Health secretary Andrew Lansley has written to all GPs in England in an apparent bid to allay concerns about their future role in commissioning
Membership of a consortium would not make individual GPs liable for any overspends
The health secretary also said that despite speculation GP consortia would receive as little as £8 a head to cover their commissioning management costs, “no decision” had yet been made on the amount.
Mr Lansley’s letter was accompanied by a set of “frequently asked questions”.
The FAQ document explained GPs would not be involved in “every aspect of commissioning” and the burden of leading consortia and actively designing local services was likely to fall on a “smaller group of GPs” only.
The same document also confirmed consortia would be able to commission their constituent practices for services, other than core primary care, meaning GPs would effectively be involved in both the commissioning and providing of services.
However, the document states consortia must do this in a “way that ensures transparency, fairness and patient choice”.
Mr Lansley’s communication also made clear that individual GPs would not be financially liable for any overspends by their consortium.
The FAQ document also stated: “The NHS commissioning board would intervene in the event that a consortium is unable to fulfil its duties effectively or where there is a significant risk of failure.”
Mr Lansley’s letter said PCTs already had the legal freedom to devolve commissioning decisions to groups of GPs and other clinicians, and he was “actively encouraging them in this interim approach”.
However he reassured GPs that commissioning consortia set up now would not be “set in stone” for the long term.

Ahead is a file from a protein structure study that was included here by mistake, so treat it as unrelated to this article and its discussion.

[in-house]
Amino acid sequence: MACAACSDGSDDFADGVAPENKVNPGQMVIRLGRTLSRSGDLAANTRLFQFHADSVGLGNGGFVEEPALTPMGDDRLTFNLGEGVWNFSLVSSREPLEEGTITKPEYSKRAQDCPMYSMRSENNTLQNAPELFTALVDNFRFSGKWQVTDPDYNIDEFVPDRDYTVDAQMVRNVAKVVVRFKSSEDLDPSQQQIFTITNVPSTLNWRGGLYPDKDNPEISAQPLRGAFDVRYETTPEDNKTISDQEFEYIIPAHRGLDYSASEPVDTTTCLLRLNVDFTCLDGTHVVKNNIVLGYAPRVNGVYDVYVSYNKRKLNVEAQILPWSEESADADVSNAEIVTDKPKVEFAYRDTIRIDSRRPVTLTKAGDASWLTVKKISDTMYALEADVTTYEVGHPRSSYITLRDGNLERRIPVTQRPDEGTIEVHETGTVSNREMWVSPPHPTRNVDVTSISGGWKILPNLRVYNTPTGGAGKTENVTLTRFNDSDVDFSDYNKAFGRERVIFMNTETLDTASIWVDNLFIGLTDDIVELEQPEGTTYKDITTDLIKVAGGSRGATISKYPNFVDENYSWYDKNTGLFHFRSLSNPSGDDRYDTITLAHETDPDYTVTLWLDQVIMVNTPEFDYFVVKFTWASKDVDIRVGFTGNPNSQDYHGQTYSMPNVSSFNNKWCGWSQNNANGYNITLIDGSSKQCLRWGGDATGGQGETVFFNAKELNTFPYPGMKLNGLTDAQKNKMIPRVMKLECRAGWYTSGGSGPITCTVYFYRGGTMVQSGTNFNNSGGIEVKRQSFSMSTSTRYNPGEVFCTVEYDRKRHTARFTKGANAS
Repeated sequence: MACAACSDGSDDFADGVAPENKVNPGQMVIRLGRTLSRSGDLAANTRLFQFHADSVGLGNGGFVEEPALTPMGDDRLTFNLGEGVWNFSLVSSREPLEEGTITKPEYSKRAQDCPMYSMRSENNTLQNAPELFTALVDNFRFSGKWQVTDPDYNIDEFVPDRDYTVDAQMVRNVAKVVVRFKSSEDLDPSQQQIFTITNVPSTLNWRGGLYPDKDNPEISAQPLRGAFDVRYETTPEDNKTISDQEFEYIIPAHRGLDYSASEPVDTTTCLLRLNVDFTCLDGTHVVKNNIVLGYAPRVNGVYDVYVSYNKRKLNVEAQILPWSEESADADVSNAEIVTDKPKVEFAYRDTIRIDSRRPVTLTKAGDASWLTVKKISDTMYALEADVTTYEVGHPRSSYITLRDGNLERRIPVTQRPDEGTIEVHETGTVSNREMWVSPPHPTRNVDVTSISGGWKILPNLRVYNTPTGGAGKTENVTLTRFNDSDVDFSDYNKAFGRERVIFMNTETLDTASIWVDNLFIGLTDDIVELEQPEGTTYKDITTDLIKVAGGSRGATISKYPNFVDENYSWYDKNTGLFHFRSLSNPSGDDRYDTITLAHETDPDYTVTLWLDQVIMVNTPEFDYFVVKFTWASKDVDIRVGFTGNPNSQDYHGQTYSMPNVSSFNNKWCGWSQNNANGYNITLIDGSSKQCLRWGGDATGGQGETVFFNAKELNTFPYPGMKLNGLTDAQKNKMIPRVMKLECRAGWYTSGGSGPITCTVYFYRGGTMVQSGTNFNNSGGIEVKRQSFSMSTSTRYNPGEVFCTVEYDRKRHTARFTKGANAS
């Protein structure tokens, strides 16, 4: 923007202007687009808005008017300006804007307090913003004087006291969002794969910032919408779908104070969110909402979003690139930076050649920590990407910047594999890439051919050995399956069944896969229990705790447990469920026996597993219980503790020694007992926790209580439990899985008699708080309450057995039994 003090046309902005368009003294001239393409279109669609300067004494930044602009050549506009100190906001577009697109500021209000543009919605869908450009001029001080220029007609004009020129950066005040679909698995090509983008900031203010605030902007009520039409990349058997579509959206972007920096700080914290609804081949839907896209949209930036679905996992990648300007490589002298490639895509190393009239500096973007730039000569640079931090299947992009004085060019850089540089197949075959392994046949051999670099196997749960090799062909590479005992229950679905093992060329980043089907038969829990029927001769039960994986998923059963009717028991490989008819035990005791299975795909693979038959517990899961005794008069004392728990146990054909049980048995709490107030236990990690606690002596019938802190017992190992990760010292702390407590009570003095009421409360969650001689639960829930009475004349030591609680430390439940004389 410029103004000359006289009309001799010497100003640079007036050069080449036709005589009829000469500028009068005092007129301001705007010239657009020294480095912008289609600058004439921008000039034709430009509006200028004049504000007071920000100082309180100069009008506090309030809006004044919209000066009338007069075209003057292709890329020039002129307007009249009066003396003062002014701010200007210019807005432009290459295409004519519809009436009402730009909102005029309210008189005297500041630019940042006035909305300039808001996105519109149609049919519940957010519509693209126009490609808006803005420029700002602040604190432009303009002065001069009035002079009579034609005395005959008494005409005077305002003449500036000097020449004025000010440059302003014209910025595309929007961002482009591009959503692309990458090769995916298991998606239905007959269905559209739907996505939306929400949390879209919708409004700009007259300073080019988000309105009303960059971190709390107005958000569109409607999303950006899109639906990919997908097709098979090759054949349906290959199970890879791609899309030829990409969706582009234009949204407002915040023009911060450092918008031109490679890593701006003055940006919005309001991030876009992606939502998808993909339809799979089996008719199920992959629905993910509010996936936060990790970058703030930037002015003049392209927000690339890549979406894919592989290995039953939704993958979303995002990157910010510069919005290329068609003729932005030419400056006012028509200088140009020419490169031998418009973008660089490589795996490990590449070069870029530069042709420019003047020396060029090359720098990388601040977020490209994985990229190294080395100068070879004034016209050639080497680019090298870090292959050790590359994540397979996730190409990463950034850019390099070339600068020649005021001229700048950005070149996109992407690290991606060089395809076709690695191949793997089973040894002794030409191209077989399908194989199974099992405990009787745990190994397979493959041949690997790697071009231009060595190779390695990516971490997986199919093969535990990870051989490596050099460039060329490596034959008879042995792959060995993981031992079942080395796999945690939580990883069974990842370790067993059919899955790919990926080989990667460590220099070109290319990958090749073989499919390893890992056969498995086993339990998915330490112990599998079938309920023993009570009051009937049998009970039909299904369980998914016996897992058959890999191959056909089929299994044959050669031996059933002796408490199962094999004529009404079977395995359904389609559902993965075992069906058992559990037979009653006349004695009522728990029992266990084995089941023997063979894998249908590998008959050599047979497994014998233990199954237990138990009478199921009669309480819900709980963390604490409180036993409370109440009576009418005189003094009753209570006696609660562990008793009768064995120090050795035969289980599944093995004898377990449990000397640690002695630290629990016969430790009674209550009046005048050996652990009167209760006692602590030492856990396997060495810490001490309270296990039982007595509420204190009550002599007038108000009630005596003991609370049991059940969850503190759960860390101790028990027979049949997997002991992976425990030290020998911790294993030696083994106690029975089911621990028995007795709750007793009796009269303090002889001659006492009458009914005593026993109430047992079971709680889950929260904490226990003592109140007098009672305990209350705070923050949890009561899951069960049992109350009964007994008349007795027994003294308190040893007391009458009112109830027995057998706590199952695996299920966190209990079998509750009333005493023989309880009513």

Although he acknowledged consortia may want to outsource some commissioning responsibilities to PCT staff as well as the private sector, Mr Lansley once again made a thinly veiled criticism of the commissioning record of PCTs.
He said: “Many of you [GPs] will have witnessed care which has been commissioned or provided inefficiently, or care services which have not been integrated sufficiently - and this will have frustrated you, as much as it does me. That is why I believe you are best placed to make every penny count in the NHS, for the patients it serves.”
Mr Lansley also revealed that while some primary care trust activities would be moved to local authorities and the NHS commissioning board, “others may be scrapped entirely”.
The letter does not say what functions could be scrapped. PCT Network director David Stout said it was likely to be those focused on strategic planning and roles related to measuring performance targets. Functions concerned with “smoothing financial troubles for providers” would also likely be scrapped, he said - particularly once all providers became foundation trusts.
Mr Stout said the Department of Health would need to “set out its stall over what will no longer be necessary” for consortia to perform. He said: “It’s when things are done willy-nilly, things go wrong”.
The FAQ document also referred to NHS chief executive Sir David Nicholson’s letter earlier this month which said the DH wished to support PCT staff to move into new roles with consortia and a human resources framework would be developed to support that.
Mr Stout said this was an “attempt to reassure GPs that people with essential talent will not just disappear” but noted it was still unclear how the framework would work.
The letter repeated the proposal that consortia could buy commissioning support from local authorities. But this week British Medical Association GPs committee deputy chair Richard Vautrey told HSJ’s sister title Local Government Chronicle that was unlikely.
Dr Vautrey said: “There is scope for joint working, but I think the idea of completely handing our commissioning responsibilities to a local authority would not gain a huge amount of favour.”
However the FAQ document confirms new council health and wellbeing boards will act as the arbitrator of local disputes over commissioning priorities.
The consultation on the white paper is due to close on 11 October. A health bill on the reforms is expected to have its first reading in Parliament in November, though a DH spokeswoman would only confirm that it would be “later this year”.